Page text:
Unlocking the Potential of Supply Chain Working Capital Finance

Original Post Source

Too often, working capital pressures roll over supplier relationships without regard for what happens to supply chain risk. But now that new supply chain financing tools and techniques are proliferating, companies have a fresh chance to implement a coherent business strategy that balances the legitimate concerns of the buyer’s finance department with those of the company’s supply chain management experts.

By Ryan Fernandes and Lisa M. Ellram

Ryan Fernandes is a financial services professional experienced in supply chain finance based in Melbourne, Australia. He can be reached at mr.ryan. .(JavaScript must be enabled to view this email address). Lisa M. Ellram, Ph.D. is the Rees Distinguished Professor of Supply Chain Management at Miami University. She can be reached at .(JavaScript must be enabled to view this email address).
May 5, 2017

It must have been a huge shock for suppliers. During the heart of the recession in January 2009, beverage giant Anheuser-Busch InBev extended its payment terms from 30 days to 120 days with less than a month’s notice, giving suppliers no time to prepare.

We don’t know exactly how the suppliers responded, but looking at Anheuser-Busch InBev’s financial statements, we know that its trade accounts and other deferred expenses payable went from $4.833 billion to $5.657 billion between 2008 and 2009. That freed up $824 million in working capital for the company. Assuming that it was InBev’s smaller, less powerful suppliers that collectively lost that working capital, they probably also incurred financing costs of around $123 million, all told.*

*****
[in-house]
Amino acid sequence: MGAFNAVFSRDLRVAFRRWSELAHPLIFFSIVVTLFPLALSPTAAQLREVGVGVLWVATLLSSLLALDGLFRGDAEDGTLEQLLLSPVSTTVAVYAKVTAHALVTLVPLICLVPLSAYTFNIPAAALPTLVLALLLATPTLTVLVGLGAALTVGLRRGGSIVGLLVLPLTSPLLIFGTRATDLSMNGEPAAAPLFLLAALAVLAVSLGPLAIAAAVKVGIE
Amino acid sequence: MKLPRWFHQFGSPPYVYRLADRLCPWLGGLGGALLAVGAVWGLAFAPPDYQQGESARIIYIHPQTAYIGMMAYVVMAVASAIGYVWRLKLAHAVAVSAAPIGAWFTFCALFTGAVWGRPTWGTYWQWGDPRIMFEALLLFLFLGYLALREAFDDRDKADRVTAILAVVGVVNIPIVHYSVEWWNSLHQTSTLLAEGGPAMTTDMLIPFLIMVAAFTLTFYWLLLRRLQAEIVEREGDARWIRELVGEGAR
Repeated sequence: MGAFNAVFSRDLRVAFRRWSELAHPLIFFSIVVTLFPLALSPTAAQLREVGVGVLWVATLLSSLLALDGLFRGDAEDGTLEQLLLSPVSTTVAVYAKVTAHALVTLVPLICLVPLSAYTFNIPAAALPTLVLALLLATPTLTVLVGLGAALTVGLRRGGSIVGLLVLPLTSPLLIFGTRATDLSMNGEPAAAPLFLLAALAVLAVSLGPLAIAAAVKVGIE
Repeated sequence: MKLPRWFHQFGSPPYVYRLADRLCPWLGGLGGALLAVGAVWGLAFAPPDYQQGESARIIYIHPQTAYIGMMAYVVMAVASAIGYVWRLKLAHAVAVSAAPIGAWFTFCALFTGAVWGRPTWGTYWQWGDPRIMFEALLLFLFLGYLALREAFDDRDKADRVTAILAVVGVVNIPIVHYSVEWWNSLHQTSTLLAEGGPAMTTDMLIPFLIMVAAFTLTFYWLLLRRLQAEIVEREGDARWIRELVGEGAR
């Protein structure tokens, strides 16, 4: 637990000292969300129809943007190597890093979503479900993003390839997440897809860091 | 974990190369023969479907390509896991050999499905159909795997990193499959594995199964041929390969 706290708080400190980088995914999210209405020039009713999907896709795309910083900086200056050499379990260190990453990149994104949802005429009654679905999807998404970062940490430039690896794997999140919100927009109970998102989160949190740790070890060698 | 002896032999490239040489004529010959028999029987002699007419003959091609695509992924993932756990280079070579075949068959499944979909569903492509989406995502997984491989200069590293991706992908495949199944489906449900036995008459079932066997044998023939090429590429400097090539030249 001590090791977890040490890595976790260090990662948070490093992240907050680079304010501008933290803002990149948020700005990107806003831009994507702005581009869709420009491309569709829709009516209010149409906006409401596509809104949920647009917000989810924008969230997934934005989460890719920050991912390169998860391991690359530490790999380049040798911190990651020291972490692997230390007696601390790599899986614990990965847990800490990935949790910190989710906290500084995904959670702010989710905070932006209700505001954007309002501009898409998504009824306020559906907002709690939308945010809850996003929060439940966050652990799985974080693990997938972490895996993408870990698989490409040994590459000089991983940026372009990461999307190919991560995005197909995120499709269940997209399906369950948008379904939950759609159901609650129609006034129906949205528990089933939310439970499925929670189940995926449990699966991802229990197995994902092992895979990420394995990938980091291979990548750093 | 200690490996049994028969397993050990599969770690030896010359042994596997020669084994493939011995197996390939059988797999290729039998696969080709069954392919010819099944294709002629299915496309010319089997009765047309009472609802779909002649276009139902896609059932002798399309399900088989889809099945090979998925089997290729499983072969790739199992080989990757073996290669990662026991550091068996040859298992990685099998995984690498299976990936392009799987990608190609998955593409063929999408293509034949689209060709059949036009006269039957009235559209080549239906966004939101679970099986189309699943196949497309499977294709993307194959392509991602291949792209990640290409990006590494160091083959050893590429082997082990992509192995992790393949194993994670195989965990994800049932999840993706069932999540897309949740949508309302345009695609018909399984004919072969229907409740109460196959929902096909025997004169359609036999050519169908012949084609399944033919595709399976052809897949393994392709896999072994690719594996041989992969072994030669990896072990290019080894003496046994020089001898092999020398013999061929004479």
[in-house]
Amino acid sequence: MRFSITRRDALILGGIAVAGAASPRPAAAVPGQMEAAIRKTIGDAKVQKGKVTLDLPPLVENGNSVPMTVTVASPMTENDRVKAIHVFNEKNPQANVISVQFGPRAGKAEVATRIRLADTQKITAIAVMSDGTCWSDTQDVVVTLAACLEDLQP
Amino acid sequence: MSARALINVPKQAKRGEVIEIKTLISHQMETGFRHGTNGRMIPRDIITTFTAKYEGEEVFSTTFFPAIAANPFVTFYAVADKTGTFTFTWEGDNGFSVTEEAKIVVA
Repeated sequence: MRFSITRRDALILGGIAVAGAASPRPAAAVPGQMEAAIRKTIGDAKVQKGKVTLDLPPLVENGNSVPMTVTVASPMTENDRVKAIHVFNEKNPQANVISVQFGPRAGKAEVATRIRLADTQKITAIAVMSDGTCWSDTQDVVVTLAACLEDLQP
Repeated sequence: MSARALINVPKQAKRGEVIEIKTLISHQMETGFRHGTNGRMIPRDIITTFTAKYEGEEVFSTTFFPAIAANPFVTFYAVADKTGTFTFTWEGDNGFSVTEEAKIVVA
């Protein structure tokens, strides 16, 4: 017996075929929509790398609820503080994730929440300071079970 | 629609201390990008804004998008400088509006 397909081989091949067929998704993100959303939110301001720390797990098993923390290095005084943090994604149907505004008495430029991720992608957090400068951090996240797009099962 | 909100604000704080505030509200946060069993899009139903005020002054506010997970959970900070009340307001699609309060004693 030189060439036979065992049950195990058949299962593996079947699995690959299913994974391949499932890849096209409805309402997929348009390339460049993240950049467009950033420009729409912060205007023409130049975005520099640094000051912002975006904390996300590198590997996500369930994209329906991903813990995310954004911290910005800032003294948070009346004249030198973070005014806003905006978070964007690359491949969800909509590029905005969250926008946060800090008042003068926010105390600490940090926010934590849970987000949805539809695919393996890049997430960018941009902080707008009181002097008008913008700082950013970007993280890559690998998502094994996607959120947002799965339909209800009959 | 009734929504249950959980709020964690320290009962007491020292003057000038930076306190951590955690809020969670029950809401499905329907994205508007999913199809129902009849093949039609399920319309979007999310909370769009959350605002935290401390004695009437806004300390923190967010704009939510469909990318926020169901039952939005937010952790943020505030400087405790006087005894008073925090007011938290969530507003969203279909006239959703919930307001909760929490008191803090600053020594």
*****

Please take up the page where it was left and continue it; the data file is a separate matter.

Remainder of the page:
Around the same time, global beverage giant Diageo went from 30 days to 60 days payment, with no warning or offsetting compensation for its suppliers. Many other large companies, including Johnson & Johnson and Tesco, used the global financial crisis as a rationale for extending terms—even on previously negotiated contracts—and for aggressively monitoring collections from their debtors.

It must have been a huge shock for suppliers. During the heart of the recession in January 2009, beverage giant Anheuser-Busch InBev extended its payment terms from 30 days to 120 days with less than a month’s notice, giving suppliers no time to prepare.

We don’t know exactly how the suppliers responded, but looking at Anheuser-Busch InBev’s financial statements, we know that its trade accounts and other deferred expenses payable went from $4.833 billion to $5.657 billion between 2008 and 2009. That freed up $824 million in working capital for the company. Assuming that it was InBev’s smaller, less powerful suppliers that collectively lost that working capital, they probably also incurred financing costs of around $123 million, all told.*

Around the same time, global beverage giant Diageo went from 30 days to 60 days payment, with no warning or offsetting compensation for its suppliers. Many other large companies, including Johnson & Johnson and Tesco, used the global financial crisis as a rationale for extending terms—even on previously negotiated contracts—and for aggressively monitoring collections from their debtors.

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